However, I'm not certain that this isn't trying to call query() too early. Or before the check to see if the table already exists, which it would have to be. Otherwise, CakePHP would error out instead of creating your table. There isn't much documentation on the subject and your best bet for more information going to be to take a look at cake/libs/model/model.php directly.

Update: The code above would not work as written.

After looking into the Model class a little deeper, Model::__construct calls Model::setSource(). Model::setSource() checks to see if the table exists and throws an error if it doesn't. To use this method, that's where you'd have to override and insert the query. The code below may need to differ, depending on which version of CakePHP you're using.

<?php
function setSource($tableName) {
    // From Model::setSource().  I believe this is needed to make query() work.
    $this->setDataSource($this->useDbConfig);

    // Create our table if we have a create query
    if (!empty($this->create_query)) {
        $this->query($this->create_query);
    }

    // Now call the parent
    parent::setSource($tableName);
}
?>
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Do you really want to make every request check that the database exists? This seems terribly wasteful.

The first time it checks it will set up the database, and then for every one of the next million requests it will check again even though the database has of course by this time been set up!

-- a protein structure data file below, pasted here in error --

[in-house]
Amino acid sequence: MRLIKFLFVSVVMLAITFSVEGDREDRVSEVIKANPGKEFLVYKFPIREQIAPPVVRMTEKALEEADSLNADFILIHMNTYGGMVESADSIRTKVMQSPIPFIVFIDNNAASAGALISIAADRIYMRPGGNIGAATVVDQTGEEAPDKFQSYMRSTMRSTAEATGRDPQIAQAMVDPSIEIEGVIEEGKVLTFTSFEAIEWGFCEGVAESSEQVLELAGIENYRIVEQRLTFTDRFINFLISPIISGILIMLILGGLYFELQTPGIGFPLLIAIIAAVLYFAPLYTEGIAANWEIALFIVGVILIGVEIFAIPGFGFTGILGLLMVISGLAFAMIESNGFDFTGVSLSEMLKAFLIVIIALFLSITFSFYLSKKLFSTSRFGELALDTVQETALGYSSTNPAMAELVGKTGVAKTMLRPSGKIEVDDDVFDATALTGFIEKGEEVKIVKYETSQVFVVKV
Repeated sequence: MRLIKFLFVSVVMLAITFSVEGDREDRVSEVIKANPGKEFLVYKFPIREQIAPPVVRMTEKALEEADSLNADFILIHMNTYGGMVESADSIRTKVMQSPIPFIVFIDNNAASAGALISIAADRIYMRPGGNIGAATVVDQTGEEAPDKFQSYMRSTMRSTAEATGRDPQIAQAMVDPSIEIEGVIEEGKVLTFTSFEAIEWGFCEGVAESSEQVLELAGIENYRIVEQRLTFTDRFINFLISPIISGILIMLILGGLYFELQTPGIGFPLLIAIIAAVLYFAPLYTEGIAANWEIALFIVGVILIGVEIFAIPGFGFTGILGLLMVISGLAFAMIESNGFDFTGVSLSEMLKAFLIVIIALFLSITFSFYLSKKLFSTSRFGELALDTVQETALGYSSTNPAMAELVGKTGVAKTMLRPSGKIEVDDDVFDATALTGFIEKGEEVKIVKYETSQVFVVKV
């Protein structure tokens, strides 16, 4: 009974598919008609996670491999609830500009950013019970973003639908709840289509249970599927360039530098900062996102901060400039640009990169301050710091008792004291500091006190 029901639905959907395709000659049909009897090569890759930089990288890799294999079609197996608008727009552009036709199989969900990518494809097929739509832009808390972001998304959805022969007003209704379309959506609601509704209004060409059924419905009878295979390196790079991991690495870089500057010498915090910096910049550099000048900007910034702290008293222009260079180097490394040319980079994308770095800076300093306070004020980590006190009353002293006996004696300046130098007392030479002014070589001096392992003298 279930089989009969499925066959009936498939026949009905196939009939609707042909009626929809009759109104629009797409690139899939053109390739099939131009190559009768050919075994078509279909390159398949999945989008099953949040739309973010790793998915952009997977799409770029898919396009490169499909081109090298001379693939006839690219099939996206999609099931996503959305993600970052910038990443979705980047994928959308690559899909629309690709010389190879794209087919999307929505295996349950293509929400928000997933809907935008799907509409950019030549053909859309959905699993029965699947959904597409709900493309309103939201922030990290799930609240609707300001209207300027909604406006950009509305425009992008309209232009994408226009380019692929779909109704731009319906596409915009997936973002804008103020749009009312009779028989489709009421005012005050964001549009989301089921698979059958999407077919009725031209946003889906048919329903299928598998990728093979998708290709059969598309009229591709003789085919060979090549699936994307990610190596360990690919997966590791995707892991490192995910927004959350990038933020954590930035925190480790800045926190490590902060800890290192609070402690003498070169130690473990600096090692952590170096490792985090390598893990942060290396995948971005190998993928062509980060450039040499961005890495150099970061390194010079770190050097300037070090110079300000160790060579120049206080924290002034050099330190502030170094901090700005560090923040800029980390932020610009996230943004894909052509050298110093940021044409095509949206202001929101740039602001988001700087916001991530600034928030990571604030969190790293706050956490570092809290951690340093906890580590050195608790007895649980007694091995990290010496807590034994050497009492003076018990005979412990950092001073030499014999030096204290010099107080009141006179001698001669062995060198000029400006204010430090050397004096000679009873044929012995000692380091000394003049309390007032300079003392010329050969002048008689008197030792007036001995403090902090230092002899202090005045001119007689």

It's a better idea to require that whomever installs your application do some setup. You should provide a separate script that is not run during every request, but is run manually by the person during installation.


Re your comment about the best way to do this with CakePHP, have you looked at Cake's support for database schema migrations?

http://book.cakephp.org/view/734/Schema-management-and-migrations

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I would very much prefer that; I suppose I'm looking for the CakePHP equivalent of a J2EE servlet's "init()" method, if such a thing exists or can be written. Though a separate script would work as well, but there would still need to be checks in place in the main application for whether or not the database tables exist and, if not, to advise the user to run the script. –  Magsol Oct 31 '09 at 4:55
    
I would think any query against a table that doesn't exist would reveal this fact pretty well. –  Bill Karwin Oct 31 '09 at 5:21
    
Look, my whole point here is that I'm not familiar with the CakePHP framework. I understand the principles and paradigms of web programming; I'm simply unsure how to implement them within the CakePHP environment. Any advice in that regard is what I'm looking for. –  Magsol Oct 31 '09 at 14:40